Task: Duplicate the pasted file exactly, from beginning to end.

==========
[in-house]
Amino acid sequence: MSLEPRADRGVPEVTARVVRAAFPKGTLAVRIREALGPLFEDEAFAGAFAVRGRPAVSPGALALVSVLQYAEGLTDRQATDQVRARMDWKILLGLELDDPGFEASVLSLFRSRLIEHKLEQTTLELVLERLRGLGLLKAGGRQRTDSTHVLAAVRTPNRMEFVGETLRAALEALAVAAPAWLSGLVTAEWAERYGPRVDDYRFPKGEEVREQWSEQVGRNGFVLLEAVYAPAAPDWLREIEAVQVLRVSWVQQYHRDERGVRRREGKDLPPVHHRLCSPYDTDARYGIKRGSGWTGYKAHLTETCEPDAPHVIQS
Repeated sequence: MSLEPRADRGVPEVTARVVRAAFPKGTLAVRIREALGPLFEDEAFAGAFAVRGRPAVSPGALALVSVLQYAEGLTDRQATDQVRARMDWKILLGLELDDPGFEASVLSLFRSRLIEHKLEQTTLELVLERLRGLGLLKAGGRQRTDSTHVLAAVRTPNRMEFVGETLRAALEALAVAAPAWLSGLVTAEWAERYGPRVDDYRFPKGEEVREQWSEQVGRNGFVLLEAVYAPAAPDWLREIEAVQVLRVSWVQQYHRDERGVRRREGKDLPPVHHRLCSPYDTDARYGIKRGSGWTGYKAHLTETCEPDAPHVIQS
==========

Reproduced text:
[in-house]
Amino acid sequence: MSLEPRADRGVPEVTARVVRAAFPKGTLAVRIREALGPLFEDEAFAGAFAVRGRPAVSPGALALVSVLQYAEGLTDRQATDQVRARMDWKILLGLELDDPGFEASVLSLFRSRLIEHKLEQTTLELVLERLRGLGLLKAGGRQRTDSTHVLAAVRTPNRMEFVGETLRAALEALAVAAPAWLSGLVTAEWAERYGPRVDDYRFPKGEEVREQWSEQVGRNGFVLLEAVYAPAAPDWLREIEAVQVLRVSWVQQYHRDERGVRRREGKDLPPVHHRLCSPYDTDARYGIKRGSGWTGYKAHLTETCEPDAPHVIQS
Repeated sequence: MSLEPRADRGVPEVTARVVRAAFPKGTLAVRIREALGPLFEDEAFAGAFAVRGRPAVSPGALALVSVLQYAEGLTDRQATDQVRARMDWKILLGLELDDPGFEASVLSLFRSRLIEHKLEQTTLELVLERLRGLGLLKAGGRQRTDSTHVLAAVRTPNRMEFVGETLRAALEALAVAAPAWLSGLVTAEWAERYGPRVDDYRFPKGEEVREQWSEQVGRNGFVLLEAVYAPAAPDWLREIEAVQVLRVSWVQQYHRDERGVRRREGKDLPPVHHRLCSPYDTDARYGIKRGSGWTGYKAHLTETCEPDAPHVIQS